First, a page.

Great Hearts Academies students and parents were victims of data breach




An unknown number of students at Great Hearts Academies and their parents had their names and contact information stolen by a hacker in a ransomware attack earlier this year, Arizona Mirror has learned. 

The attack took place between Feb. 7 and May 20, but Great Hearts Academies — which operates 22 charter schools in Arizona and 11 in Texas — only began notifying those whose data was breached on Nov. 16. 

“[W]e are writing to let you know about a data security incident with a third-party service provider used by Great Hearts which may have involved your personal information and how the situation has been resolved,” Great Hearts Academies wrote in an email to affected families obtained by the Mirror

The school noted that credit card information, bank account numbers, social security numbers and other sensitive information was not a part of the breach.

The third-party vendor, Blackbaud, primarily works with nonprofits and other organizations that focus on “social good” by providing them with services like database software and processing for payments.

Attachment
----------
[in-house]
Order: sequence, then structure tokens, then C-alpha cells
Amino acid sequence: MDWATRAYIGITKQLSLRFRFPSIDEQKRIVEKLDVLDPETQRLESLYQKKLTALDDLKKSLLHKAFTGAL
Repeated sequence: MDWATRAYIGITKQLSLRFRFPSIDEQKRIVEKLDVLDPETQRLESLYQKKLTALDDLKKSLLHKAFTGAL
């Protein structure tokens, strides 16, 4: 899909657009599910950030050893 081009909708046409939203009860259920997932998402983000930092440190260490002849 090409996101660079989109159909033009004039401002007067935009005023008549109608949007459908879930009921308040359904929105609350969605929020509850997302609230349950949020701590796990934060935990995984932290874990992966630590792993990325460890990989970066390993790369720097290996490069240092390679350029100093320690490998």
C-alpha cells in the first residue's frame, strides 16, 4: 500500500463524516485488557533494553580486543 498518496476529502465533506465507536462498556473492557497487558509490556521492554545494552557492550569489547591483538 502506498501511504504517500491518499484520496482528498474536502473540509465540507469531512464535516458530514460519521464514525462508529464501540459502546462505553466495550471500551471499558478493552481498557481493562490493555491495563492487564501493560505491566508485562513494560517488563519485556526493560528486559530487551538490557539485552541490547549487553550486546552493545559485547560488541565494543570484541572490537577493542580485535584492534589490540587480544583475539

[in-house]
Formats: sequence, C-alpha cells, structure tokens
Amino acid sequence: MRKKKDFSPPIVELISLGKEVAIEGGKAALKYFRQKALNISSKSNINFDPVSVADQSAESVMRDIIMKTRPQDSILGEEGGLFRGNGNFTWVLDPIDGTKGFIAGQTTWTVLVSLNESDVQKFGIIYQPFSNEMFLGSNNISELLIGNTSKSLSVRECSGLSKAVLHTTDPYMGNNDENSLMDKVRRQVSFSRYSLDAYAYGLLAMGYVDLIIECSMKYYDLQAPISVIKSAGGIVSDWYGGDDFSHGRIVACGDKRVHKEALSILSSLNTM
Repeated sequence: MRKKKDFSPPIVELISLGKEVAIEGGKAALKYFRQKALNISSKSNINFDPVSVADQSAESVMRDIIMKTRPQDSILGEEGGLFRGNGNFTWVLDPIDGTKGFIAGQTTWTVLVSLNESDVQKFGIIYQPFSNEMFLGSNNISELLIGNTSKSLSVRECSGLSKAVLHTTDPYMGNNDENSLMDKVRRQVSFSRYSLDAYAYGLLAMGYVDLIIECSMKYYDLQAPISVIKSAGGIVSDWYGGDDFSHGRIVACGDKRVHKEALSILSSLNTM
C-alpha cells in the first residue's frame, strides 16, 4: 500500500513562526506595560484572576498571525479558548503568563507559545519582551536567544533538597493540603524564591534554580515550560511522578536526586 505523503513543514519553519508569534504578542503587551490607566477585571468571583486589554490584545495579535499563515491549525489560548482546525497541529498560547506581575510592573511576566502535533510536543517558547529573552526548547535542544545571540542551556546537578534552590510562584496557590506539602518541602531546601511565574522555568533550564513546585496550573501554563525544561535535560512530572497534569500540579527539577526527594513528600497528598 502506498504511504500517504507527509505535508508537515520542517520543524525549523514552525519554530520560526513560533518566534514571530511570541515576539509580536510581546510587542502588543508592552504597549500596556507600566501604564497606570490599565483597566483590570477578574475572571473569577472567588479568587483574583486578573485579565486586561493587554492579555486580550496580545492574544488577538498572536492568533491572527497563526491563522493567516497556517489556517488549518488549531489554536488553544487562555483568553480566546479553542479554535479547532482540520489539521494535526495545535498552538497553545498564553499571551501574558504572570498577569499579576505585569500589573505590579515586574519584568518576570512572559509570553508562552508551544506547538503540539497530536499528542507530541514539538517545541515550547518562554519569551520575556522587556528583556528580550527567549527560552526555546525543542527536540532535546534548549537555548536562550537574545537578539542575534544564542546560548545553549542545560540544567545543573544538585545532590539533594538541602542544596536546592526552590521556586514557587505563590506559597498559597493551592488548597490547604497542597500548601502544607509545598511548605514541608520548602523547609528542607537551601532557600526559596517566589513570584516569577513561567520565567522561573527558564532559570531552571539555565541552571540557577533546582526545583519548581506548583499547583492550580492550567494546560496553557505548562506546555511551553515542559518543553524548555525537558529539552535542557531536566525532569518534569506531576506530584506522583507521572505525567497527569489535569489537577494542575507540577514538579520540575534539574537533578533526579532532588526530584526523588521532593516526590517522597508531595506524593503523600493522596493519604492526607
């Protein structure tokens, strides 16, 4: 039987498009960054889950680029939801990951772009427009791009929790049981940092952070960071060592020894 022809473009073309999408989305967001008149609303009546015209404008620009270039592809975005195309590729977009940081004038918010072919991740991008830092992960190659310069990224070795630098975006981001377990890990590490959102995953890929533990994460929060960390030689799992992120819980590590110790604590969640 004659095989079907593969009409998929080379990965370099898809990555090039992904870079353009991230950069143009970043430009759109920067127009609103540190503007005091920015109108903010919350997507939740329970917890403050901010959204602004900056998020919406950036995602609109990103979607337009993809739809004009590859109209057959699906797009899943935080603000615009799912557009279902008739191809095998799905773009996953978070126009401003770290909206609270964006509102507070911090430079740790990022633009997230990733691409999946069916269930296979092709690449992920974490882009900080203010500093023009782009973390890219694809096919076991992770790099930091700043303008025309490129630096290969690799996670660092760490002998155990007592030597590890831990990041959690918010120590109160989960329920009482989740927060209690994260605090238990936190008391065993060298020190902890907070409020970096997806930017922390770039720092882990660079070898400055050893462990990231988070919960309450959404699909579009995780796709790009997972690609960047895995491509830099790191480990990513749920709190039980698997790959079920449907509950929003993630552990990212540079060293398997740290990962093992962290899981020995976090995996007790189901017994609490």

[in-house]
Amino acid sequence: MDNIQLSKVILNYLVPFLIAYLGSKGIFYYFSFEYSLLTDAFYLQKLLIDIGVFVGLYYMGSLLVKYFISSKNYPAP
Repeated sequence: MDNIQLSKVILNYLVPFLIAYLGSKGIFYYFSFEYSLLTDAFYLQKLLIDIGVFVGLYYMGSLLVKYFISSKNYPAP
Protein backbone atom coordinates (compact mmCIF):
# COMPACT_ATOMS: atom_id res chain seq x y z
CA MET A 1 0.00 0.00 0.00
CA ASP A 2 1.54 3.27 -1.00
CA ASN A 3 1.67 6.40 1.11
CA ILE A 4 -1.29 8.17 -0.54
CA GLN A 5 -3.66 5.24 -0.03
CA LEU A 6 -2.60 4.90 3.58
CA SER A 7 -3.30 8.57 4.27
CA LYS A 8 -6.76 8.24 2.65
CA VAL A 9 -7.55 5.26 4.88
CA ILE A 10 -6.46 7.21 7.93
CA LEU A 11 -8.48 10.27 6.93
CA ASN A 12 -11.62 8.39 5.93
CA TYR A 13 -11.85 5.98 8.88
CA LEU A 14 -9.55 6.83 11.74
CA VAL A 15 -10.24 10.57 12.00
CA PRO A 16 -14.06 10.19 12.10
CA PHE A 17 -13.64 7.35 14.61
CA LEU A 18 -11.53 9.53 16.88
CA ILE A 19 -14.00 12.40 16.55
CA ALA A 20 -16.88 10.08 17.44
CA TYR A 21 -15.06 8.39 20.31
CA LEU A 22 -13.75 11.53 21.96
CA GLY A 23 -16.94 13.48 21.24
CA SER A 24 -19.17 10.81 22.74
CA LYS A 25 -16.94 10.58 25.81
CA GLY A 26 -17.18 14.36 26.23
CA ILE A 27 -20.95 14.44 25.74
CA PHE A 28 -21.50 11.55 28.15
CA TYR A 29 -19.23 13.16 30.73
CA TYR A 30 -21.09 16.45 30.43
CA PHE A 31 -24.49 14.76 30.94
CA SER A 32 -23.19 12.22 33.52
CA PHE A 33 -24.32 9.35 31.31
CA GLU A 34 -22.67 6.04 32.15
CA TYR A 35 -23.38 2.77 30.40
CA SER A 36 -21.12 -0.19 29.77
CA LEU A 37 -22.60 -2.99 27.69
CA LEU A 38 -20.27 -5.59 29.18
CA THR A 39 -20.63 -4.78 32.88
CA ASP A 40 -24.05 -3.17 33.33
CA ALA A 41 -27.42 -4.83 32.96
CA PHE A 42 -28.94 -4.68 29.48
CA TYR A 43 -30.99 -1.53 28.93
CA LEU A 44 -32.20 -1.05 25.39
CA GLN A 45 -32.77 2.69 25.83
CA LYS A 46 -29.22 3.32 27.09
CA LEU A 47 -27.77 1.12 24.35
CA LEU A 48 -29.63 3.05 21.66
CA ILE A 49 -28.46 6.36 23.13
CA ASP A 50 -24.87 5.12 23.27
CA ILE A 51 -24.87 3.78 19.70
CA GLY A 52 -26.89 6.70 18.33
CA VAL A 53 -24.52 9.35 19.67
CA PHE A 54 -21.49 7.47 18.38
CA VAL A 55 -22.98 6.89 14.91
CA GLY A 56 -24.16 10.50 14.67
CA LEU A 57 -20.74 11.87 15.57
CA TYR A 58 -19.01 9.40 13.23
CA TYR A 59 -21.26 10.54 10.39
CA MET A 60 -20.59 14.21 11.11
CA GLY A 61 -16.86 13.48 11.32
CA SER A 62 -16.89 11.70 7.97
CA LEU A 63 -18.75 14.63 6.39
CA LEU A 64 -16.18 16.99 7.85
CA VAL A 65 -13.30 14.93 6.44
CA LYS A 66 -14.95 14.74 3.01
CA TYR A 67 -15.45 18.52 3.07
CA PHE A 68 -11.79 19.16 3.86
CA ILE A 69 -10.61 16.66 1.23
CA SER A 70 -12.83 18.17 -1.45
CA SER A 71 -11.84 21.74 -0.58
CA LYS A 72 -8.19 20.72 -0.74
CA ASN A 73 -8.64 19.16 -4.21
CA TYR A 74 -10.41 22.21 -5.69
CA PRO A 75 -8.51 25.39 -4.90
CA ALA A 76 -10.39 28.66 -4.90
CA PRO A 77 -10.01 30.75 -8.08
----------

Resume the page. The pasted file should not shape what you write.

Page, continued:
Great Hearts Academies said it was notified by Blackbaud of the breach and began working with them “over the summer.”

The same attack that affected Great Hearts Academies appears to have been impacting many other institutions, such as hospitals in Connecticut and a hospital in Delaware where 78,000 patients were notified

The company is also being sued in 23 proposed consumer class action lawsuits related to the breach. 

It is unclear how many Arizonans were impacted by the breach. A representative from Great Hearts Academies said questions regarding the breach should be directed to Blackbaud. 

“To respect the privacy of our customers, we aren’t disclosing the total number of customers (or any segment) involved in the incident,” a Blackbaud spokesperson said in response to the Mirror’s questions. “Those customers which were part of this incident have been notified. We will not be commenting beyond the statement on our website.” 

Since 2005, Arizona has lost a total of $1.6 billion from data breaches, according to researchers. 

Jerod MacDonald-Evoy
Reporter Jerod MacDonald-Evoy joins the Arizona Mirror from the Arizona Republic, where he spent 4 years covering everything from dark money in politics to Catholic priest sexual abuse scandals. Jerod has also won awards for his documentary films which have covered issues such as religious tolerance and surveillance technology used by police. He brings strong watchdog sensibilities and creative storytelling skills to the Arizona Mirror.